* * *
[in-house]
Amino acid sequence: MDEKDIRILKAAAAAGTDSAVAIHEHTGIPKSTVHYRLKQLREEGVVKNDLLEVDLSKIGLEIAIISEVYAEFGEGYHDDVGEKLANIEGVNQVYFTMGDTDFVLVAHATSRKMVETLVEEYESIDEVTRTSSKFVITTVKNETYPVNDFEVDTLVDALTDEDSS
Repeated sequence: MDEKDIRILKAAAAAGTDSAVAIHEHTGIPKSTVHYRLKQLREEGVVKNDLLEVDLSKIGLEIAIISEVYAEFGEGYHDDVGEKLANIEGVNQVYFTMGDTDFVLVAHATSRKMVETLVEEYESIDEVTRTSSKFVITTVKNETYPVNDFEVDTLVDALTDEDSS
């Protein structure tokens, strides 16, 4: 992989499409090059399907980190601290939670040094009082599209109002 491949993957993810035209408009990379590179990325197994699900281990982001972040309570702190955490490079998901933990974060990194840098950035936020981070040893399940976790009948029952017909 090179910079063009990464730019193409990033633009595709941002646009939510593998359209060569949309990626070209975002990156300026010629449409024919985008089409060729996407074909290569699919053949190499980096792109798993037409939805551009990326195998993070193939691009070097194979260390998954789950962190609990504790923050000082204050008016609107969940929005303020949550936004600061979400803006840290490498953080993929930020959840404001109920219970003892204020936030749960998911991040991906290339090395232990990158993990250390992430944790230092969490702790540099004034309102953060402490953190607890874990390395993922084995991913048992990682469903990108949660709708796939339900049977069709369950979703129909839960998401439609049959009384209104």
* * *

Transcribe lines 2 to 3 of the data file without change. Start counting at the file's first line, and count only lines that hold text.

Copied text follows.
Amino acid sequence: MDEKDIRILKAAAAAGTDSAVAIHEHTGIPKSTVHYRLKQLREEGVVKNDLLEVDLSKIGLEIAIISEVYAEFGEGYHDDVGEKLANIEGVNQVYFTMGDTDFVLVAHATSRKMVETLVEEYESIDEVTRTSSKFVITTVKNETYPVNDFEVDTLVDALTDEDSS
Repeated sequence: MDEKDIRILKAAAAAGTDSAVAIHEHTGIPKSTVHYRLKQLREEGVVKNDLLEVDLSKIGLEIAIISEVYAEFGEGYHDDVGEKLANIEGVNQVYFTMGDTDFVLVAHATSRKMVETLVEEYESIDEVTRTSSKFVITTVKNETYPVNDFEVDTLVDALTDEDSS